twittertopbarlinks_eventstopbarlinks_requesttopbarlinks_archives
Click here for more information about Liqofluxphenometrics515R1
Visit cricatalyst.com!Evodos Separation Technology

Innovations

French seaweed startup rethinks bioplastics

December 19, 2016
AlgaeIndustryMagazine.com

AlgoPack

AlgoPack is making two formulations of bioplastics from brown seaweed.

Nicolas Sainte-Foie writes for Labiotech.eu about French startup Algopack manufacturing bio-based plastics made from brown algae. Founded by Rémy Lucas in 2010 and managed by David Coti, Algopack hopes to make inroads into the “more virtuous” office supplies market with algal-based plastics, as more than 80% of all office supplies are currently made from plastic.

Algopack, based in Saint-Malo, Brittany, takes advantage of the area’s rich biodiversity, particularly its species of seaweed. Algopack grows and harvests the plants in the Atlantic Ocean with C-weed Aquaculture as a partner. The C-Weed Aquaculture and Algopack project involves the production, at scale, of 500 tons per year of brown algae off the island of Cézembre facing Saint-Malo.

Through a patented process, Algopack has developed two technologies exploiting a particular natural polymer in seaweeds to produce biodegradable granules:

  1. AlgoPack, made entirely from seaweeds. This type of granule is entirely bio-compostable and biodegrades within 12 weeks in soil and 5 hours in water; its permeability can be adapted according to the product lifecycle. Algopack also works well as a soil fertilizer.
  2. AlgoBlend, billed as the next generation of bioplastics, is a blend of 50% plastics and 50% algae-based plastics. The process for Algoblend fits into standard industrial processes and represents a 25% energy saving, since the manufacturing temperature is lower than 100% plastic fabrication.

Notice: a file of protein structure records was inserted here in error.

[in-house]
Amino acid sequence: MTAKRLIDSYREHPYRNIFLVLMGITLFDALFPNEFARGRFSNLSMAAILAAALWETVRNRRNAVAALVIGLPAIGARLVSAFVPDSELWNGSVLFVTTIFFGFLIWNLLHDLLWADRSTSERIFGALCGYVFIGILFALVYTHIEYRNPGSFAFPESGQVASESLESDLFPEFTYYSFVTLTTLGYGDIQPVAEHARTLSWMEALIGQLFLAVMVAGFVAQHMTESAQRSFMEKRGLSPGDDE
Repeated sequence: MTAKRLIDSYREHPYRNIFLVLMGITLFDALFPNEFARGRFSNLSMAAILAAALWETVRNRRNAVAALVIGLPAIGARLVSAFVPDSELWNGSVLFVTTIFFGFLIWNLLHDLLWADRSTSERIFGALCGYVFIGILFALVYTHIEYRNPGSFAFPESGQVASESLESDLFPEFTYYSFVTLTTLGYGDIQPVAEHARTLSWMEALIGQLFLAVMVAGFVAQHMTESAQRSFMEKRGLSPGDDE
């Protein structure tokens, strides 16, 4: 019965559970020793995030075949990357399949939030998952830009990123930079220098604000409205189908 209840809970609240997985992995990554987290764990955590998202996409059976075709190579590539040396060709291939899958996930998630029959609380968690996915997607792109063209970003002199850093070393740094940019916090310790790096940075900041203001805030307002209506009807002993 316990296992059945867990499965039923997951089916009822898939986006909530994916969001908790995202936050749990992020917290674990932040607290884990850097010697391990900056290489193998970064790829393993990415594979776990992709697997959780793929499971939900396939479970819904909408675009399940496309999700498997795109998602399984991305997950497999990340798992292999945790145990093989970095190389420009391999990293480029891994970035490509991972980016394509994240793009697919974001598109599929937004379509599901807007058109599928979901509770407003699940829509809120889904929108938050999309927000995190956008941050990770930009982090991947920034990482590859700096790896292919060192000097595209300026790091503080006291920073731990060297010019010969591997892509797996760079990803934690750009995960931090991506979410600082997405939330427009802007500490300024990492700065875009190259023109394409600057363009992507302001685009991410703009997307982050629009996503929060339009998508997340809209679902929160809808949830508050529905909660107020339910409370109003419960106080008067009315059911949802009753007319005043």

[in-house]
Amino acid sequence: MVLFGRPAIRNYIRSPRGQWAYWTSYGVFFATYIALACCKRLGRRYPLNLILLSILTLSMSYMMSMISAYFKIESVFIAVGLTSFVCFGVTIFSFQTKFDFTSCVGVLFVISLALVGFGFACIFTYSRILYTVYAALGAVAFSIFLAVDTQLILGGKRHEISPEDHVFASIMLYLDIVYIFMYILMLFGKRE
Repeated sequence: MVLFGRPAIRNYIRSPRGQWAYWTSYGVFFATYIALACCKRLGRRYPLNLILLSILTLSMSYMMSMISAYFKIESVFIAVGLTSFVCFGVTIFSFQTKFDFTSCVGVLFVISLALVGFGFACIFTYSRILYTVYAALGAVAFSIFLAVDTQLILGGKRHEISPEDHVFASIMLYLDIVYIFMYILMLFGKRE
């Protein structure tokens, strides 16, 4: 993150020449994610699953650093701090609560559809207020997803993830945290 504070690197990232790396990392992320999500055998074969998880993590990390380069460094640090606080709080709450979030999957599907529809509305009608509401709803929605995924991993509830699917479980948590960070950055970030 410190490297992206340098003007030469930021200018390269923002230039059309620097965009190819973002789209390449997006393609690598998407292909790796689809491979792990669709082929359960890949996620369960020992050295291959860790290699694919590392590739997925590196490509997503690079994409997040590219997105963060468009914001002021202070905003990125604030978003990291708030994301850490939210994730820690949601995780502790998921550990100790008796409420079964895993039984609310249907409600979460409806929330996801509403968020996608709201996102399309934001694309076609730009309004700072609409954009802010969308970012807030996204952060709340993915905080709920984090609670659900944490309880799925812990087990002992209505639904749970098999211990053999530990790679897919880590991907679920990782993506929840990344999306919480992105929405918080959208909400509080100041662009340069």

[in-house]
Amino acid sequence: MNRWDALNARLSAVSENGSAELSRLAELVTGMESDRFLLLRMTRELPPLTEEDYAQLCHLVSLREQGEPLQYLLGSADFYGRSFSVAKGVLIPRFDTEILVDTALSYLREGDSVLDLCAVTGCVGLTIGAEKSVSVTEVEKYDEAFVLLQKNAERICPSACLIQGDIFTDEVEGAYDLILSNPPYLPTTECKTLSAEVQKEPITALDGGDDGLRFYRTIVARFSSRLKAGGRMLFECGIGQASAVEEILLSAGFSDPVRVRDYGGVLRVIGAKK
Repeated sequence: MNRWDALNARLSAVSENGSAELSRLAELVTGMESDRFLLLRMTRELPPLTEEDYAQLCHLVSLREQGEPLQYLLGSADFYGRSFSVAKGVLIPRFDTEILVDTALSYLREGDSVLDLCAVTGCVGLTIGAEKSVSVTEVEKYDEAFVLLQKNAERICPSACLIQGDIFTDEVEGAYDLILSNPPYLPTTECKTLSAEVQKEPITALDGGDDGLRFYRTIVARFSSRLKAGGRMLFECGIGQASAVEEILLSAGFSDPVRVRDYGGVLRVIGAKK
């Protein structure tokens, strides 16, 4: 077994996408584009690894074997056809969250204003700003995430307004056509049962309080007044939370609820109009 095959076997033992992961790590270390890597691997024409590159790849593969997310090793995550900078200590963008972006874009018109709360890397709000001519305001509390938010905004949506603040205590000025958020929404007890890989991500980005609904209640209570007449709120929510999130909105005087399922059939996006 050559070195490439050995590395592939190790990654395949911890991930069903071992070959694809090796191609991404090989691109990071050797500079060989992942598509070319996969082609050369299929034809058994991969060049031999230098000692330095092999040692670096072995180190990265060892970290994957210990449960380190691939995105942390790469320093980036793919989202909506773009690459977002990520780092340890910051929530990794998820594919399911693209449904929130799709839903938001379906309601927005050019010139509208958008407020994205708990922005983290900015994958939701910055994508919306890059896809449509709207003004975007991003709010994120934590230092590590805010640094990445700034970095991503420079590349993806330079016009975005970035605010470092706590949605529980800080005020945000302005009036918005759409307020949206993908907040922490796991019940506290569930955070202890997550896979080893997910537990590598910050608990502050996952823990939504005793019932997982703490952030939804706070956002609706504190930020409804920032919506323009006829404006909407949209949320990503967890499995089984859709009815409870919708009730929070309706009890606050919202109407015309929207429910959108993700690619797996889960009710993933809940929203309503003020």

In its pipeline, Algopack is working on other seaweeds, such as Sargassum, coming from the French Caribbean Islands, Martinique and Guadeloupe. For further development, the company works with technological partners and clients, including Europlastiques.

At present, Algopack’s products are 2.5 to 3 times more expensive than conventional, fossil fuel-based plastics, even with the 50% energy gain. The company, however, remains motivated to continue improving the efficiency of the process, as they have research showing that 98% of people would convert to a bio-based product if the prices were equal.

Read More

More Like This…

HOME A.I.M. Archives

Copyright ©2010-2017 AlgaeIndustryMagazine.com. All rights reserved. Permission required to reprint this article in its entirety. Must include copyright statement and live hyperlinks. Contact editorial@algaeindustrymagazine.com. A.I.M. accepts unsolicited manuscripts for consideration, and takes no responsibility for the validity of claims made in submitted editorial.

Visit our 2017 International Reader’s Poll Platinum Sponsors

bigelow mbiolp_link sfcc

From The A.I.M. Archives

— Refresh Page for More Choices
For plants and algae that carry on photosynthesis, light can be too much of a good thing. On a bright, sunny day, a plant might only be able to utilize 20 percent or less...
Jill Fehrenbacher writes in inhabitat.com that when it comes to design, Mother Nature has a lot to teach us. The field of Biodesign has emerged as an exciting new discipl...
Jason Smith reports for undercurrentnews that Kentucky-based Alltech is willing to invest in overseas algae production plants closer to its feed customers if demand for i...
Global Algae Innovations, with headquarters in San Diego, California, and cultivation/production facilities in Lihue, Hawaii, have introduced a new algae harvesting syste...
In one of the most comprehensive studies to date, University of North Carolina at Chapel Hill researchers have sequenced the genes of a harmful algal bloom, unveiling nev...
An unprecedented harmful algal bloom off the coast of New England this fall provided a unique opportunity for Waterville, Maine-based Colby College students studying at B...